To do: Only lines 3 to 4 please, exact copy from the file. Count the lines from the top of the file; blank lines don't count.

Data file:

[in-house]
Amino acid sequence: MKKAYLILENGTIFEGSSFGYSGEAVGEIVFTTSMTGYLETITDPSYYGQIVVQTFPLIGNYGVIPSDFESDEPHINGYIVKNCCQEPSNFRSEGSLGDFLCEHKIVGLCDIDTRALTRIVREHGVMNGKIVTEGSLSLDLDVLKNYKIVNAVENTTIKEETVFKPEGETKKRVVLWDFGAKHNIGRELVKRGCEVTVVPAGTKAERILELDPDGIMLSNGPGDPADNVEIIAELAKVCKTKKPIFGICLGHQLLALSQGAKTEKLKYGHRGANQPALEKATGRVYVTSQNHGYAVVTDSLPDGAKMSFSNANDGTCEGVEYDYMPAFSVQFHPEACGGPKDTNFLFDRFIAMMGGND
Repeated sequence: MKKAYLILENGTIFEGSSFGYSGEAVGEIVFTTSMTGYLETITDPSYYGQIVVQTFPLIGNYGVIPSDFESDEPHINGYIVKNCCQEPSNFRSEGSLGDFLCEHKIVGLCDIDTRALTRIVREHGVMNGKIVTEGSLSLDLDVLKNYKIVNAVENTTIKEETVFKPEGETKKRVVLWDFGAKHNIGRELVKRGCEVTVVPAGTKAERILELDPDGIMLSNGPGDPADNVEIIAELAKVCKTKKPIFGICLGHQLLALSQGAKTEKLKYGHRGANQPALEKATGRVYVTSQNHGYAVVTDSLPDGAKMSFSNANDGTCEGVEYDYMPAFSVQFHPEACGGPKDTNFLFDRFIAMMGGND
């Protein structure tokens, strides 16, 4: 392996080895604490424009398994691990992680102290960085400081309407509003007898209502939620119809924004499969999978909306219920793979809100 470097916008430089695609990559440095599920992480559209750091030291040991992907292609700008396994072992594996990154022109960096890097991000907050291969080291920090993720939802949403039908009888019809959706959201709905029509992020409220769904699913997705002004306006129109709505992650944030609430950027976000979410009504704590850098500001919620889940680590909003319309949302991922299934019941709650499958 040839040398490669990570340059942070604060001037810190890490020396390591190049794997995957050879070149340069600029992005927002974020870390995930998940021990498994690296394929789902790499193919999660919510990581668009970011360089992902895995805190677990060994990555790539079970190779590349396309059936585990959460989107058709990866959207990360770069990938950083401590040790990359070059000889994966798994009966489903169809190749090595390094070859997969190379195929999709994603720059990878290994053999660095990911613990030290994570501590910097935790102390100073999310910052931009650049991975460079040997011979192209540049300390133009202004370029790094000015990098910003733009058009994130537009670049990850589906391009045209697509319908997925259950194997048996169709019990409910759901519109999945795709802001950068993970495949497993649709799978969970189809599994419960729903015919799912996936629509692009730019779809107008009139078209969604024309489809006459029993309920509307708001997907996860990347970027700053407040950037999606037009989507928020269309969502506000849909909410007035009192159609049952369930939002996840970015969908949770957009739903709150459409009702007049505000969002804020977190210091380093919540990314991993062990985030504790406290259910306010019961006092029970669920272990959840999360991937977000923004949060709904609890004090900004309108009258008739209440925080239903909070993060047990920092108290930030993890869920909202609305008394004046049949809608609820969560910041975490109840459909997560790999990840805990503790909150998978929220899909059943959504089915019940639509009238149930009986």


Repeated sequence: MKKAYLILENGTIFEGSSFGYSGEAVGEIVFTTSMTGYLETITDPSYYGQIVVQTFPLIGNYGVIPSDFESDEPHINGYIVKNCCQEPSNFRSEGSLGDFLCEHKIVGLCDIDTRALTRIVREHGVMNGKIVTEGSLSLDLDVLKNYKIVNAVENTTIKEETVFKPEGETKKRVVLWDFGAKHNIGRELVKRGCEVTVVPAGTKAERILELDPDGIMLSNGPGDPADNVEIIAELAKVCKTKKPIFGICLGHQLLALSQGAKTEKLKYGHRGANQPALEKATGRVYVTSQNHGYAVVTDSLPDGAKMSFSNANDGTCEGVEYDYMPAFSVQFHPEACGGPKDTNFLFDRFIAMMGGND
């Protein structure tokens, strides 16, 4: 392996080895604490424009398994691990992680102290960085400081309407509003007898209502939620119809924004499969999978909306219920793979809100 470097916008430089695609990559440095599920992480559209750091030291040991992907292609700008396994072992594996990154022109960096890097991000907050291969080291920090993720939802949403039908009888019809959706959201709905029509992020409220769904699913997705002004306006129109709505992650944030609430950027976000979410009504704590850098500001919620889940680590909003319309949302991922299934019941709650499958 040839040398490669990570340059942070604060001037810190890490020396390591190049794997995957050879070149340069600029992005927002974020870390995930998940021990498994690296394929789902790499193919999660919510990581668009970011360089992902895995805190677990060994990555790539079970190779590349396309059936585990959460989107058709990866959207990360770069990938950083401590040790990359070059000889994966798994009966489903169809190749090595390094070859997969190379195929999709994603720059990878290994053999660095990911613990030290994570501590910097935790102390100073999310910052931009650049991975460079040997011979192209540049300390133009202004370029790094000015990098910003733009058009994130537009670049990850589906391009045209697509319908997925259950194997048996169709019990409910759901519109999945795709802001950068993970495949497993649709799978969970189809599994419960729903015919799912996936629509692009730019779809107008009139078209969604024309489809006459029993309920509307708001997907996860990347970027700053407040950037999606037009989507928020269309969502506000849909909410007035009192159609049952369930939002996840970015969908949770957009739903709150459409009702007049505000969002804020977190210091380093919540990314991993062990985030504790406290259910306010019961006092029970669920272990959840999360991937977000923004949060709904609890004090900004309108009258008739209440925080239903909070993060047990920092108290930030993890869920909202609305008394004046049949809608609820969560910041975490109840459909997560790999990840805990503790909150998978929220899909059943959504089915019940639509009238149930009986």